Cross-laminated timber (CLT) is a proprietary engineered wood product that is prefabricated using several layers of kiln-dried lumber, laid flat-wise, and glued together on their wide faces. Panels typically consist of three, five, seven or nine alternating layers of dimension lumber. The alternating directions of the CLT laminations provide it with high dimensional stability. CLT also has a high strength to weight ratio, along with exhibiting advantages for structural, fire, thermal and acoustic performance.
Panel thicknesses usually range between 100 to 300 mm (4 to 12 in), but panels as thick as 500 mm (20 in) can be produced. Panel sizes range from 1.2 to 3 m (4 to 10 ft) in width and 5 to 19.5 m (16 to 64 ft) in length. The maximum panel size is limited by the size of the manufacturer’s press and transportation regulations.
The design provisions for CLT in Canada apply to sawn lumber panels manufactured in accordance with the ANSI/APA PRG 320 standard. Typically, all the laminations in one direction are manufactured using the same grade and species of lumber. However, adjacent layers are permitted to be of different thickness and made of alternative grades or species. The moisture content of the lumber laminations at the time of CLT manufacturing is between 9 and 15%.
There are five primary CLT stress grades; E1, E2, E3, V1 and V2. Stress grade E1 is the most readily available stress grade. The “E” designation indicates machine stress rated (MSR, or E-rated) lumber and the “V” designation indicates visually graded lumber. Stress grades E1, E2 and E3 consist of MSR lumber in all longitudinal layers and visually graded lumber in the transverse layers, while stress grades V1 and V2 consist of visually graded lumber in both longitudinal and transverse layers. Properties for custom CLT stress grades are also published by individual manufacturers. Similar to other proprietary structural wood products, CLT can be evaluated by the Canadian Construction Materials Centre (CCMC) in order to produce a product evaluation report.
Unlike primary and custom CLT stress grades which are associated with structural capacity, appearance grades refer to the surface finish of CLT panels. Any stress grade can usually be produced in any surface finish targeted by the designer. Accommodations for reductions in strength and stiffness due to panel profiling or other face- or edge-finishes must be made. The Appendix of ANSI/APA PRG 320 provides examples of CLT appearance classifications.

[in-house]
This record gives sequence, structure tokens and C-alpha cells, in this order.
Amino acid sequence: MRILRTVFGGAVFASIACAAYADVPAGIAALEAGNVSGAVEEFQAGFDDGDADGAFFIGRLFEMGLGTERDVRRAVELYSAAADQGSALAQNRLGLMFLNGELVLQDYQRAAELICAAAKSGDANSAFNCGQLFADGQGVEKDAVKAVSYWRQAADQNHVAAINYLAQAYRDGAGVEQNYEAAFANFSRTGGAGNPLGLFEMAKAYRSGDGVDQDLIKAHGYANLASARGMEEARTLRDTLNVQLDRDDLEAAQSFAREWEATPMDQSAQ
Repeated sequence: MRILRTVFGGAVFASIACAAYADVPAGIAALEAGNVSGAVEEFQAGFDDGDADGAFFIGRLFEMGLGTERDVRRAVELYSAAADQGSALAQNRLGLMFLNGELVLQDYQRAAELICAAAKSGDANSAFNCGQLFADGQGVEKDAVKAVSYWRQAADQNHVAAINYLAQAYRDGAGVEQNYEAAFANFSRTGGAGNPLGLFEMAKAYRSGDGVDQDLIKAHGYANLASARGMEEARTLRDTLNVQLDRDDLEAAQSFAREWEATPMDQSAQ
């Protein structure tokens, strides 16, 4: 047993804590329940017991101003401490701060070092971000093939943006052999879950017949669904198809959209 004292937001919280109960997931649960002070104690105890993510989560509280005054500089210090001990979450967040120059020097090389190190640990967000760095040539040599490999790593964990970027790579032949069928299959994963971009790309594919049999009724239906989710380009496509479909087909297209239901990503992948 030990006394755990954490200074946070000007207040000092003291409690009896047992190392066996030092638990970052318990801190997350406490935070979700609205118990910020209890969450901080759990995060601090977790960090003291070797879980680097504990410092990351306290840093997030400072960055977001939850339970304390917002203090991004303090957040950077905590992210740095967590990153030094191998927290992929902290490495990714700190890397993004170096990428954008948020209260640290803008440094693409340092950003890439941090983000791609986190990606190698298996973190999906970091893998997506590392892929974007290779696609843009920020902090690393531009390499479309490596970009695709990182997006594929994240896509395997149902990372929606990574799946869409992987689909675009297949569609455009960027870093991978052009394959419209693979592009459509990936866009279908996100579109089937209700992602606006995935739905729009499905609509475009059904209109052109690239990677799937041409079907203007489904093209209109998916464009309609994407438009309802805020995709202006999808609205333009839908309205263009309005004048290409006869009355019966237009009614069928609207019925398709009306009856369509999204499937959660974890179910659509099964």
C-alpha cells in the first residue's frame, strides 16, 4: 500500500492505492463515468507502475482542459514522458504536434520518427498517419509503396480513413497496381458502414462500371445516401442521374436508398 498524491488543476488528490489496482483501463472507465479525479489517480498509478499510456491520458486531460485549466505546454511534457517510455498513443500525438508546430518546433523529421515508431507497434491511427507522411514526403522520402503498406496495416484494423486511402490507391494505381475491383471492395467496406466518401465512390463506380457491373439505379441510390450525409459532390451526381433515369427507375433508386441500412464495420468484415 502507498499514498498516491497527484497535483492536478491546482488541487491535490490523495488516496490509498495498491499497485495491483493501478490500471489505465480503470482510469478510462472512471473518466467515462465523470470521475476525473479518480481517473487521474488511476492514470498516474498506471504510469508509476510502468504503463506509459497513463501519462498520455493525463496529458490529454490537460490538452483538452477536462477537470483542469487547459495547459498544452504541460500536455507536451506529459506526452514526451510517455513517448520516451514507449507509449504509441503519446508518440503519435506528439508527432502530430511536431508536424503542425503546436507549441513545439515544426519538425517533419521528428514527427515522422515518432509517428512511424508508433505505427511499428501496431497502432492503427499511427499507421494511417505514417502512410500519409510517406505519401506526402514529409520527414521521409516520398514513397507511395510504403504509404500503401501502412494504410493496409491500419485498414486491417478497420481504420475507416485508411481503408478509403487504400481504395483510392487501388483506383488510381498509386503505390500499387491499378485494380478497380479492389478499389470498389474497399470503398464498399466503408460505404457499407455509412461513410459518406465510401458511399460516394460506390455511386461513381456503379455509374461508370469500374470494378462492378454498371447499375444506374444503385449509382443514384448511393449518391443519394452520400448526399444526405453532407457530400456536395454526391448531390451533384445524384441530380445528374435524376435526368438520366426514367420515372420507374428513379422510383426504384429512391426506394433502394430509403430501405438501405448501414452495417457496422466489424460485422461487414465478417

Structural adhesives used in bonding laminations must comply with CSA O112.10 and ASTM D7247 and are also evaluated for heat performance during exposure to fire.
The different classes of structural adhesives that are typically used include:
- Emulsion polymer isocyanate (EPI);
- One-component polyurethane (PUR);
- Phenolic types such as phenol-resorcinol formaldehyde (PRF).
Since pressure treatment with water-borne preservatives can negatively affect bond adhesion, CLT is not permitted to be treated with water-borne preservatives after gluing. For CLT treated with fire-retardant or other potentially strength-reducing chemicals, strength and stiffness is required to be based on documented test results.
As part of the prefabrication process, CLT panels are cut to size, including door and window openings, with state-of-the art computer numerical controlled (CNC) routers, capable of making complex cuts with low tolerances. Prefabricated CLT elements arrive on site ready for immediate installation. CLT offers design flexibility and low environmental impacts for floor, roof and wall elements within innovative mid-rise and tall wood buildings.
For further information on CLT, refer to the following resources:
Structurlam Mass Timber Corporation
APA – The Engineered Wood Association
Canadian Construction Materials Centre (CCMC)
ANSI/APA PRG 320 Standard for Performance-Rated Cross-Laminated Timber
CSA O86 Engineering design in wood
CSA O112.10 Evaluation of Adhesives for Structural Wood Products (Limited Moisture Exposure)
ASTM D7247 Standard Test Method for Evaluating the Shear Strength of Adhesive Bonds in Laminated Wood Products at Elevated Temperatures